On February 14th, 2014, we hosted the fourth in a series of five transatlantic workshops in the immersive online technology Second Life. We reported on the findings of our recent research on Canadian risk regulation regimes in the transportation and manufacturing (dangerous chemicals) sectors. The work draws on media analysis of post 9/11 CI events and semi-structured interviews with regulators, owners, operators and managers in the relevant sectors.
Links to the reports can be found below the agenda.
|TENTATIVE SCHEDULE – Risk regulation regimes, February 14th, 2014|
|10:20am||9:20am||2:20pm||Opening remarks – Dr. Calvin Burns|
|10:30am||9:30am||2:30pm||Presentation #1: Bryan Mills – Transportation sector|
|11:00am||3:00am||3:00pm||Presentation #2: Ben Bisset – Manufacturing (Dangerous Chemicals)|
|11:25am||10:25am||3:25pm||Remarks on Manufacturing (Dangerous Chemicals): Dr. Jez Littlewood|
|11:50am||10:50am||3:50pm||Closing Remarks - Dr. Calvin Burns|
- An Analysis of Transportation Security Risk Regulation Regimes: Canadian Airports, Seaports, Rail, Trucking and Bridges (Kevin Quigley, and Bryan Mills – February 2014).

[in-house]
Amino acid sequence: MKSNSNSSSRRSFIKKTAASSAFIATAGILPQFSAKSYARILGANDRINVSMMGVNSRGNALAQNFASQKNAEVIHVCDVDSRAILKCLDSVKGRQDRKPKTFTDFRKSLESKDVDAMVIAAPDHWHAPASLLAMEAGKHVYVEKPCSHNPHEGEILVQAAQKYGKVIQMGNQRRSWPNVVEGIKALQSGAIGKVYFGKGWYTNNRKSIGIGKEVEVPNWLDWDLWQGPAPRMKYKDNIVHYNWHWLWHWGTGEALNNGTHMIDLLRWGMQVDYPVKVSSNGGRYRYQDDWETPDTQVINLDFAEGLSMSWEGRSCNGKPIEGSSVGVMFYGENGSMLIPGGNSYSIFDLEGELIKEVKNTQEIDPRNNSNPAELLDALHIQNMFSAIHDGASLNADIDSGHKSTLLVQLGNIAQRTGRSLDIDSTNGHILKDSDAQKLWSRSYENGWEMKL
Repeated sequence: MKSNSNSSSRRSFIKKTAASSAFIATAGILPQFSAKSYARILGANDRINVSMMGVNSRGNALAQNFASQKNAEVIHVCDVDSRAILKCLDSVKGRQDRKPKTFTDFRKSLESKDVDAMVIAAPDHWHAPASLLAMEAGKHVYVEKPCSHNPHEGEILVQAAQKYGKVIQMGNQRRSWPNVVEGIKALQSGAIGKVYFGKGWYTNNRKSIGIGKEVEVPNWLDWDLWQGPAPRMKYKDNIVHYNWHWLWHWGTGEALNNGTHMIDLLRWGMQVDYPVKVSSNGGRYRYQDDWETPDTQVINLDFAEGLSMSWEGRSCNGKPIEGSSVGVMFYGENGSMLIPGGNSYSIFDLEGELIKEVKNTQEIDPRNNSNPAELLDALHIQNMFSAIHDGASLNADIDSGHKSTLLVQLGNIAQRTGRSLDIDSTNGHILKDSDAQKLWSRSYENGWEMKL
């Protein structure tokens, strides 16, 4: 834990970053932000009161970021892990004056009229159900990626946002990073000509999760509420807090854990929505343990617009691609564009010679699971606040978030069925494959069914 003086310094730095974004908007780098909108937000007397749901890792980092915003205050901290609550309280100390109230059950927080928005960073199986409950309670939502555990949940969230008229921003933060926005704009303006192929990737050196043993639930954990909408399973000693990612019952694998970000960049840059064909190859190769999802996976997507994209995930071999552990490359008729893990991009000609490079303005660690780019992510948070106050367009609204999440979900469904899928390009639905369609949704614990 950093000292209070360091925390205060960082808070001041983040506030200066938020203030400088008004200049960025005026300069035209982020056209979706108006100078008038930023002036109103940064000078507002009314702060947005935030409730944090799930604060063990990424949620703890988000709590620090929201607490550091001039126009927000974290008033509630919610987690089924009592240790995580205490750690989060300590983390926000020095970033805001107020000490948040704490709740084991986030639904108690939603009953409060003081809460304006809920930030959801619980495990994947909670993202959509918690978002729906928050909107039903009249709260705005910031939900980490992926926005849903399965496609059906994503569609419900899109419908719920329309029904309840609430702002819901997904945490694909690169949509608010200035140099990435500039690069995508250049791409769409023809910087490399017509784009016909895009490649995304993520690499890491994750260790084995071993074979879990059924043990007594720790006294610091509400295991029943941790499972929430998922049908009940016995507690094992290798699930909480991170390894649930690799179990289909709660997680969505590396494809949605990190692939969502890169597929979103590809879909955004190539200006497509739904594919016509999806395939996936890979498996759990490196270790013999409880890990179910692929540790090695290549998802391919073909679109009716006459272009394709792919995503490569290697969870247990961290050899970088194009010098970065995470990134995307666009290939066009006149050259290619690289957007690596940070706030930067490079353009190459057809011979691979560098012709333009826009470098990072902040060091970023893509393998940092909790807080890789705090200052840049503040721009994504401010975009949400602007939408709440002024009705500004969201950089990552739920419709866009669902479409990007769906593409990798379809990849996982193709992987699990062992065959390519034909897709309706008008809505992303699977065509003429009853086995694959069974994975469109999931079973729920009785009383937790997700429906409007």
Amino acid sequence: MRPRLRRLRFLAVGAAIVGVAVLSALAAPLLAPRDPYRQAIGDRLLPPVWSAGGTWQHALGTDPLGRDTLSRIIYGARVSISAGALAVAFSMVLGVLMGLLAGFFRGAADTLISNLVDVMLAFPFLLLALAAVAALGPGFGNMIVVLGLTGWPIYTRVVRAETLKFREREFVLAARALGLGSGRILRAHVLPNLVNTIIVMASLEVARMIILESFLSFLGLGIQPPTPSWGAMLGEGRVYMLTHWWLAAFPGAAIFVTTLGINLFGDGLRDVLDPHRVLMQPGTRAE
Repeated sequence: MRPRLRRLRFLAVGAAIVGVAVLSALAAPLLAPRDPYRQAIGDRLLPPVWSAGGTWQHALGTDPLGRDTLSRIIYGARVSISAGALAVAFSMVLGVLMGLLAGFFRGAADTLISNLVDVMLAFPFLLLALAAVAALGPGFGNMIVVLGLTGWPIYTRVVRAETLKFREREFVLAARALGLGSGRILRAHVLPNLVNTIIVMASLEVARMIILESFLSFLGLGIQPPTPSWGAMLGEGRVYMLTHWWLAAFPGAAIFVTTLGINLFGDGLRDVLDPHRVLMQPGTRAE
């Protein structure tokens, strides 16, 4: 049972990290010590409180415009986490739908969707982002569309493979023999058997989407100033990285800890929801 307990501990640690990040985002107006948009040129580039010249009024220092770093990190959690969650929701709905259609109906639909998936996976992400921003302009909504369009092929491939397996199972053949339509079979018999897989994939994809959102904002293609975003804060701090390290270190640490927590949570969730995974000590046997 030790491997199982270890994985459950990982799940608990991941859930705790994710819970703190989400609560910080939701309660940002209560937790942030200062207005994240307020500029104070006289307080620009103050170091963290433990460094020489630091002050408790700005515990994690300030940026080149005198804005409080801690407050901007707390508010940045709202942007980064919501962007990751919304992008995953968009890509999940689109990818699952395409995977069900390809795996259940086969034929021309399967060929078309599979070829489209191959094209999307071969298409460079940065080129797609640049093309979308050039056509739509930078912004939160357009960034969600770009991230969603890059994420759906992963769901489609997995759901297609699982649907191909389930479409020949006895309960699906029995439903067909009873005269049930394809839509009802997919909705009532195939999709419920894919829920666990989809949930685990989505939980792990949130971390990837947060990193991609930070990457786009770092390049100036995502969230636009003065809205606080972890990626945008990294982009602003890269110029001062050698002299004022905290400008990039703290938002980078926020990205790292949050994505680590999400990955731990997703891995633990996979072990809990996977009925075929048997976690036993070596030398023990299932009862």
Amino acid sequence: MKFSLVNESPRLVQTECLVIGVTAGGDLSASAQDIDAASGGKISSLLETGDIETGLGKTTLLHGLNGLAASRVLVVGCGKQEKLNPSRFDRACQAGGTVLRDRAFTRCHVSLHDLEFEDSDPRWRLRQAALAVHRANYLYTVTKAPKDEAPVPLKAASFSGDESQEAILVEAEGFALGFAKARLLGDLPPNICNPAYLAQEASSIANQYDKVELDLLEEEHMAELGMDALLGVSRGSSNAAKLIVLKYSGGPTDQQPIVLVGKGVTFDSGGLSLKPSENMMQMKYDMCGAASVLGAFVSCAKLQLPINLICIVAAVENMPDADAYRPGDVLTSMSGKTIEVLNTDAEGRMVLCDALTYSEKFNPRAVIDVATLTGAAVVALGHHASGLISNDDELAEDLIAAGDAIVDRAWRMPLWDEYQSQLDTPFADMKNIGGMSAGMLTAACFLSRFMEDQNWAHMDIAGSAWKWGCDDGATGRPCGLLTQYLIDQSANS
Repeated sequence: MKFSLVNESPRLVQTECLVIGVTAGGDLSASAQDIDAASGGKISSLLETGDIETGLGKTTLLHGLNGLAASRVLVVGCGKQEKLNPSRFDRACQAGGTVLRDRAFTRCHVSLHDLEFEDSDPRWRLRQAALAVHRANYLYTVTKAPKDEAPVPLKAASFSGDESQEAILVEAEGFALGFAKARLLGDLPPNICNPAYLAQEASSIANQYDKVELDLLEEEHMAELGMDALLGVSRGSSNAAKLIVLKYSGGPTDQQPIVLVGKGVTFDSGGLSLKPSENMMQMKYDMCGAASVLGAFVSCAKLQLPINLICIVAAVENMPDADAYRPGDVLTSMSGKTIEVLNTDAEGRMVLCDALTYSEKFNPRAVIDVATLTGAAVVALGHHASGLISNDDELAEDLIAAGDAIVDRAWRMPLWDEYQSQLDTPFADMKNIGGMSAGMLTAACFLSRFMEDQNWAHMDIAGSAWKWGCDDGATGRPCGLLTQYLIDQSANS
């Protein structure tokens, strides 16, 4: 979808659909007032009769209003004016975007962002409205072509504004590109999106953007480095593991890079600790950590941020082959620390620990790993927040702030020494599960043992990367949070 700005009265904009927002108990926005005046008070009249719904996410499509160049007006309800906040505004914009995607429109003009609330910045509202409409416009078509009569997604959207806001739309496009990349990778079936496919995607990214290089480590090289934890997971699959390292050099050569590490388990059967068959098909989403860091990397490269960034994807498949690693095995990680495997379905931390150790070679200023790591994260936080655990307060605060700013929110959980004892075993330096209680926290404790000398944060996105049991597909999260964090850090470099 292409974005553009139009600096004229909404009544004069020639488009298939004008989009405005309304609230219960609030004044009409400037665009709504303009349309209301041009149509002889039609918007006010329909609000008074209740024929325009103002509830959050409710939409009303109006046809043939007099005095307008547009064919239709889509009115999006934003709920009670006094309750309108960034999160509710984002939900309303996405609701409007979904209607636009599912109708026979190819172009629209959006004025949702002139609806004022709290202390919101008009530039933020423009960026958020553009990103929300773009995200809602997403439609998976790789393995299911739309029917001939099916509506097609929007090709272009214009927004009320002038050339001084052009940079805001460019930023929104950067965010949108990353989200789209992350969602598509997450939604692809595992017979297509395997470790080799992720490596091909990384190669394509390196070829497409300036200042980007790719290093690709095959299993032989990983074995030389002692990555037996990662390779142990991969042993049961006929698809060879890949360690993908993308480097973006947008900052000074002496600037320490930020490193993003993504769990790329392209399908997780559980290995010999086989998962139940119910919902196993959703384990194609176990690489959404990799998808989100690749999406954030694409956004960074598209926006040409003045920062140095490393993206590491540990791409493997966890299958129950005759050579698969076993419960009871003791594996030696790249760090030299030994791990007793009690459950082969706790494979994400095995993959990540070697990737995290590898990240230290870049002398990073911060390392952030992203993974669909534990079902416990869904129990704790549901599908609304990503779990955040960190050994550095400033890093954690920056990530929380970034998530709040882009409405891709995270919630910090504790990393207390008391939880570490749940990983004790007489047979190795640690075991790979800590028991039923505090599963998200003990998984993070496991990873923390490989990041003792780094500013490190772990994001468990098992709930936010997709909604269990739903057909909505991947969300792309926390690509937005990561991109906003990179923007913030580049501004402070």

- Analysis of the Risk Regulation Regime in Canada for Controlling Major Incidents Involving Dangerous Chemicals (Executive Summary Only) (Kevin Quigley, and Ben Bisset – February 2014)
Bryan Mills is a research assistant at the CIP Initiative in the School of Public Administration. He graduated from the Master of Public Administration program in May 2013 and is currently pursuing a JD at University of New Brunswick. Bryan received a Bachelor of Arts in political science from Saint Mary’s University in 2010 and a Bachelor of Science from Mount Allison University in 2008. He has also worked part-time as a Maritime Surface Officer for the Naval Reserve since 2008.
Ben Bisset is a Research Assistant at the CIP Initiative at the School of Public Administration. He graduated from the Master of Public Administration program in May 2013 and is currently pursuing an MA in political science, also at Dalhousie. Ben received a BA in political science from the University of Victoria in 2007 and worked as a public servant in Victoria and Vancouver prior to beginning graduate school in 2011.